Judgment No. 4455
The complaint is dismissed.
The complainant challenges the decision to suspend her pending disciplinary proceedings.
disciplinary procedure; suspension; complaint dismissed
The complainant requests an oral hearing under Article 12, paragraph 1, of the Tribunal’s Rules. The Tribunal however notes that the parties have presented ample submissions and documents to permit the Tribunal to reach an informed decision on the case. The request for an oral hearing is therefore refused.
The power to suspend is enlivened when the Secretary-General considers, in the specified circumstances, that continuation in service of the official may prejudice the service. The power is founded on the opinion of the Secretary-General on the question of prejudice.
When the complainant was suspended with pay by memorandum dated 4 May 2018, the approach of the Secretary-General was, on its face, orthodox and in conformity with Staff Rule 29. First the Secretary-General said that a sanction was being considered and identified it as summary dismissal. Secondly the Secretary-General addressed the question of prejudice and gave a rational, albeit brief, explanation why the interests of the service may be prejudiced if the complainant continued in service.
The grounds for reviewing the exercise of the discretionary power to suspend are limited to questions of whether the decision was taken without authority, in breach of a rule of form or procedure, was based on an error of fact or law, involved an essential fact being overlooked or constituted an abuse of authority (see, for example, Judgment 2365, consideration 4(a)).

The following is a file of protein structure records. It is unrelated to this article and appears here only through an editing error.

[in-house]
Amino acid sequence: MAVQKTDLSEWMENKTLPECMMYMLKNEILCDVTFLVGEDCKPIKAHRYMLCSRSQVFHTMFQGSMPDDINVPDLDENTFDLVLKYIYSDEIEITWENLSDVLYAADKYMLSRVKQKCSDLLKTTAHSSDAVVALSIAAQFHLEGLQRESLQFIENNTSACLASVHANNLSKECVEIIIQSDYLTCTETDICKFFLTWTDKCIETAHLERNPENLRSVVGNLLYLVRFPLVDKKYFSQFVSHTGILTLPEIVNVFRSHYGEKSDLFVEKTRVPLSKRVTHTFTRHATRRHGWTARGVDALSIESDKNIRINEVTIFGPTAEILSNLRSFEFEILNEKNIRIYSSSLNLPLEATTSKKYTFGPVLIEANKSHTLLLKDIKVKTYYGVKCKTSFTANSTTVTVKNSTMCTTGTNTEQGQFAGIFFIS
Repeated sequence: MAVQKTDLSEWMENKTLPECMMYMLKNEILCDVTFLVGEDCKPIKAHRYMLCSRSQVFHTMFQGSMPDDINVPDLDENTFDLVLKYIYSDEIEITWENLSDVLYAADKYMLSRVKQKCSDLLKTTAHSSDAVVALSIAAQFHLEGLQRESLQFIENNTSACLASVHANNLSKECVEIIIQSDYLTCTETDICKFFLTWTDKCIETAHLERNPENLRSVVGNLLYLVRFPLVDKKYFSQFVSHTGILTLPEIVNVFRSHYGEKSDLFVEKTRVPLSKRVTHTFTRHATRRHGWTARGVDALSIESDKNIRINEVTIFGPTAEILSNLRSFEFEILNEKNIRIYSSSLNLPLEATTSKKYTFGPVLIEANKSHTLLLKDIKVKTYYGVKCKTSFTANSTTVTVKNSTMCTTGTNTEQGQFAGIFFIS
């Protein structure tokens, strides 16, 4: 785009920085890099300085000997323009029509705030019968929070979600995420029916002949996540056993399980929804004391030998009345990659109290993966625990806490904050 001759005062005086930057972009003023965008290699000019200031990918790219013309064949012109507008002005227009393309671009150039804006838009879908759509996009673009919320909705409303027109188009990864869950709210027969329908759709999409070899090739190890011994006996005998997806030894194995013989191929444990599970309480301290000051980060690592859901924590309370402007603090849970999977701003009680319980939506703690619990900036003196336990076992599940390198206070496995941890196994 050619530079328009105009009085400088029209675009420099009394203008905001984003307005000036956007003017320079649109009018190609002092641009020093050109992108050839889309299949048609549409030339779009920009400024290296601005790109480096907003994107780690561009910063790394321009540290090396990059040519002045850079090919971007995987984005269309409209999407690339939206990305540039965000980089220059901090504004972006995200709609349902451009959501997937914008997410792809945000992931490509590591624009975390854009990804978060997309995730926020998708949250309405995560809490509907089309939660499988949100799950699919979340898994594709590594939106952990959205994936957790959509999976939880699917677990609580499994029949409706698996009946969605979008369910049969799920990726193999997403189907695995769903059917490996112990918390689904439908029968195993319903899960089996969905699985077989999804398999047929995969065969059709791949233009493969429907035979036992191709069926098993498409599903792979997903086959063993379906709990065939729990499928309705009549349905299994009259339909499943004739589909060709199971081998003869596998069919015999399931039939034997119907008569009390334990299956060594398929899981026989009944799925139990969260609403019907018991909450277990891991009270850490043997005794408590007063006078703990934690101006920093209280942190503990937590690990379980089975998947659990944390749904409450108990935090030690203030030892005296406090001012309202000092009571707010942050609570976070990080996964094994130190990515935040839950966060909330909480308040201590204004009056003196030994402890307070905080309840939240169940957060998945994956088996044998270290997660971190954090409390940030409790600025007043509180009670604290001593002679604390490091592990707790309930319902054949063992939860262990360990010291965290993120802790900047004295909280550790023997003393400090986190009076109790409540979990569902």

ILOAT Judgment(s): 2365
suspension; discretion; role of the tribunal
[T]here is an anterior issue, namely whether the complainant was provided with adequate reasons for the decision to suspend her with pay bearing in mind that suspension is a matter of some gravity (see Judgment 3496, consideration 2). As noted earlier, one relevant question arising under Staff Rule 29(1) for which reasons should be provided at least in case such as the present, is why the decision-maker (the Secretary-General) concluded that continuation in service of the official may prejudice the service. Ordinarily the other question arising under Staff Rule 29(1), whether it is a case that appears to call for a sanction, can readily be answered by reference to the actual or pending charges and the then known or alleged facts. Generally, the source of those reasons can be a document other than the document communicating the decision and indeed can be what an official is told at a meeting (see, for example, Judgment 4037, consideration 7, and Judgment 3914, consideration 15).
ILOAT Judgment(s): 3496, 3914, 4037
There is no general legal obligation on an organisation to give a member of staff an opportunity to contest a prospective decision to suspend her or him. Thus, there was no flawed procedure.
due process; suspension; procedural flaw